When building a new business, you’re under immense pressure. You have so much to do and expectations are high, both from yourself and from the people around you.
This means that you need to set goals to track your progress, maintain your motivation and keep yourself accountable.
But doing so can be risky.
This is because if your goals are too big, they can crush you under the weight of unrealistic expectations. And this may defeat the purpose of having a goal to begin with.
However, like many things in life, there’s a trick to this. And not all goals are equal. The secret lies in setting a goal that will motivate versus one which will defeat you.
Are you in this position?
One where you keep agonizing over what you have done and if you have achieved enough? Are you struggling to maintain your entrepreneurial momentum?
Setting the Right Goals
Setting goals is important in maintaining entrepreneurial momentum. But setting the wrong goals and having the wrong vision can lead to demotivation and stagnant progress.
This is the opposite of what goal-setting is supposed to achieve. So, setting effective goals in the early days is the foundation of building a successful business.
Set goals that relate to building your business. For instance, ask yourself, “What do I need to do to build a successful business?”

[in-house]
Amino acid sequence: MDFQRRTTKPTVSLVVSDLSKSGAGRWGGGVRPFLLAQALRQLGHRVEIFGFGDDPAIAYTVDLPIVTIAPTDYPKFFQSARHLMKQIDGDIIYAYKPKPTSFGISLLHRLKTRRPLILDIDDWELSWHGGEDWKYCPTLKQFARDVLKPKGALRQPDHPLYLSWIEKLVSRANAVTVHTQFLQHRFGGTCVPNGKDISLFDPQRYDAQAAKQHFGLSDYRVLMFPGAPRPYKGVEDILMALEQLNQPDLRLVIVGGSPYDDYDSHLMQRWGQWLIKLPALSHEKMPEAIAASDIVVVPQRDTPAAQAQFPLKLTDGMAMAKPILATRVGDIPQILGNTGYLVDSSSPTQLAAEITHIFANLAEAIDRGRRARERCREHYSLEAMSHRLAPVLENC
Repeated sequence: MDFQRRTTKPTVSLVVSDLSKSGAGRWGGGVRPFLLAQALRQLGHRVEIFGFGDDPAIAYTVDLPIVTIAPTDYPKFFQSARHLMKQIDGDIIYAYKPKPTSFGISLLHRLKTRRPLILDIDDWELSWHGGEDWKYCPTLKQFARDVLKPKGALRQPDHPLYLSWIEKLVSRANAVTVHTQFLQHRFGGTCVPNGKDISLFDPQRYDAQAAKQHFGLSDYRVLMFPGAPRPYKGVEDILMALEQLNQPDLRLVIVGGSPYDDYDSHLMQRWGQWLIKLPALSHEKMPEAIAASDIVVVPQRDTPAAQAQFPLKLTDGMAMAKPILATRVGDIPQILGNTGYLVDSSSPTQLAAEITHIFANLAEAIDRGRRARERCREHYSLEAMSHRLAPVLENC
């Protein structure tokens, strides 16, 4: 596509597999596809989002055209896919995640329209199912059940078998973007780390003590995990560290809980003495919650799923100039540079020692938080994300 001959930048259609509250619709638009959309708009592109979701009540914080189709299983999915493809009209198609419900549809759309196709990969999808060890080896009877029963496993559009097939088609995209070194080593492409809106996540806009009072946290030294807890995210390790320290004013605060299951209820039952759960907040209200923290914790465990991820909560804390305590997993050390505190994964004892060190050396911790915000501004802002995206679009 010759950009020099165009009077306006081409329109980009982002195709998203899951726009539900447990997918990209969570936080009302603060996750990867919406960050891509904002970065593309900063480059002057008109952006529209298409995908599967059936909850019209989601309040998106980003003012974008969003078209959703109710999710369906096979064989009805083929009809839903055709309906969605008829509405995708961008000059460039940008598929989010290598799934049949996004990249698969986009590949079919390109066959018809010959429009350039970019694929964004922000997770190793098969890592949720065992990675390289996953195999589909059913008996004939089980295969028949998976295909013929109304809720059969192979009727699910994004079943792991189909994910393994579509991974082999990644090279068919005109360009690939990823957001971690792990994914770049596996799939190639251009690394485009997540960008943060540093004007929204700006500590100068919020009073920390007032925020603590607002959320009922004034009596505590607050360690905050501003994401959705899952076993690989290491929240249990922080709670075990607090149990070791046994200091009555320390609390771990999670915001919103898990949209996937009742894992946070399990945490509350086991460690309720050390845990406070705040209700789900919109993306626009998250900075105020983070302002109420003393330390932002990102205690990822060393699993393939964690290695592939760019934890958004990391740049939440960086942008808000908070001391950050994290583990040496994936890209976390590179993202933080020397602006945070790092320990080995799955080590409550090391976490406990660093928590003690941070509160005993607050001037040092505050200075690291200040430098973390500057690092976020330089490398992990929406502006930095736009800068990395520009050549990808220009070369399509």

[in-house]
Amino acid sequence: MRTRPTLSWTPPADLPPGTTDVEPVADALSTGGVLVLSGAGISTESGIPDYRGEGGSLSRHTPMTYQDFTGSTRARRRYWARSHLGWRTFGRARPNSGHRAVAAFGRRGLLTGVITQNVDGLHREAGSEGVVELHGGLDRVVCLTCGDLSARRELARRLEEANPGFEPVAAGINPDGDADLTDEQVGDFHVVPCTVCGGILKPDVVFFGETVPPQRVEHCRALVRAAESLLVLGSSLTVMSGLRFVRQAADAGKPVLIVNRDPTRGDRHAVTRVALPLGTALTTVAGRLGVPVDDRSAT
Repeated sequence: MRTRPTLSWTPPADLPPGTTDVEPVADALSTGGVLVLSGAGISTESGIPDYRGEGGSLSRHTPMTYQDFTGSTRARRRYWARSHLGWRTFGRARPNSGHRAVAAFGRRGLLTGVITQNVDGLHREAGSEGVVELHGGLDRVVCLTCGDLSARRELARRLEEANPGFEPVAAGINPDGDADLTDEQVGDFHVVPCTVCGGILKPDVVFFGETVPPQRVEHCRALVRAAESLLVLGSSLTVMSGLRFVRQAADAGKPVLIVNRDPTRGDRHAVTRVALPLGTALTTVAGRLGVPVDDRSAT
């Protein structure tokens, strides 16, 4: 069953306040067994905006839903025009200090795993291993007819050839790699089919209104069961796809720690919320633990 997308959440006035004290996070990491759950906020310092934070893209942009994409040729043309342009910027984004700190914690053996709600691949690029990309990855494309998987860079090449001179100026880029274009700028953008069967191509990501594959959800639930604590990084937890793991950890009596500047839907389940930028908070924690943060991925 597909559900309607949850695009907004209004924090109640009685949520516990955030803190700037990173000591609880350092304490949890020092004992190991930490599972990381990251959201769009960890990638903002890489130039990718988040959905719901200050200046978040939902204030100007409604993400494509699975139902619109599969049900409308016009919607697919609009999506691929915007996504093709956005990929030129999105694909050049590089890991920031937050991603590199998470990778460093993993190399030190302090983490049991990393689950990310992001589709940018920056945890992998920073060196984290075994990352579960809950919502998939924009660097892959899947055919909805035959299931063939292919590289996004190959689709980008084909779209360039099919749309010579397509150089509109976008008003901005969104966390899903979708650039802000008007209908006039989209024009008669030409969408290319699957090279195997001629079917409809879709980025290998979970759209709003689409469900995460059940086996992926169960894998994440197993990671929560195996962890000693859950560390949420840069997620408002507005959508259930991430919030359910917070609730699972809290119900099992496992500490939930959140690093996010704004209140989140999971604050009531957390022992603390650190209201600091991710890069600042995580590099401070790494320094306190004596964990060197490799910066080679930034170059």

Vision is the key energy that drives entrepreneurship. It’s what makes entrepreneurs dare to explore, dare to insist, dare to challenge, dare to keep moving forward and dare to have the determination to succeed.
Having a Clear Vision
Successful entrepreneurs have achieved their goals and purpose by having a clear and strong vision and pursuing it with passion. So, to maintain your entrepreneurial momentum, have a clear, ambitious and challenging vision.
Great and successful entrepreneurs persevere and they remain engaged with their business no matter what happens. Having a vision and staying focused on it will help you keep a grip on your business and stay connected to your audience.
But, maintaining entrepreneurial momentum is not about defining and pursuing a vision. It’s about being able to implement your vision, formulating it into something tangible, and sharing it. It’s crucial to imprint the same energy, passion, dedication and drive to a wider audience and team.
Spreading your vision across the whole company translates it into the culture because an unshared vision that doesn’t echo to other people is not a vision. A vision should be believed, nurtured, and pursued for it to become a lighthouse that builds momentum.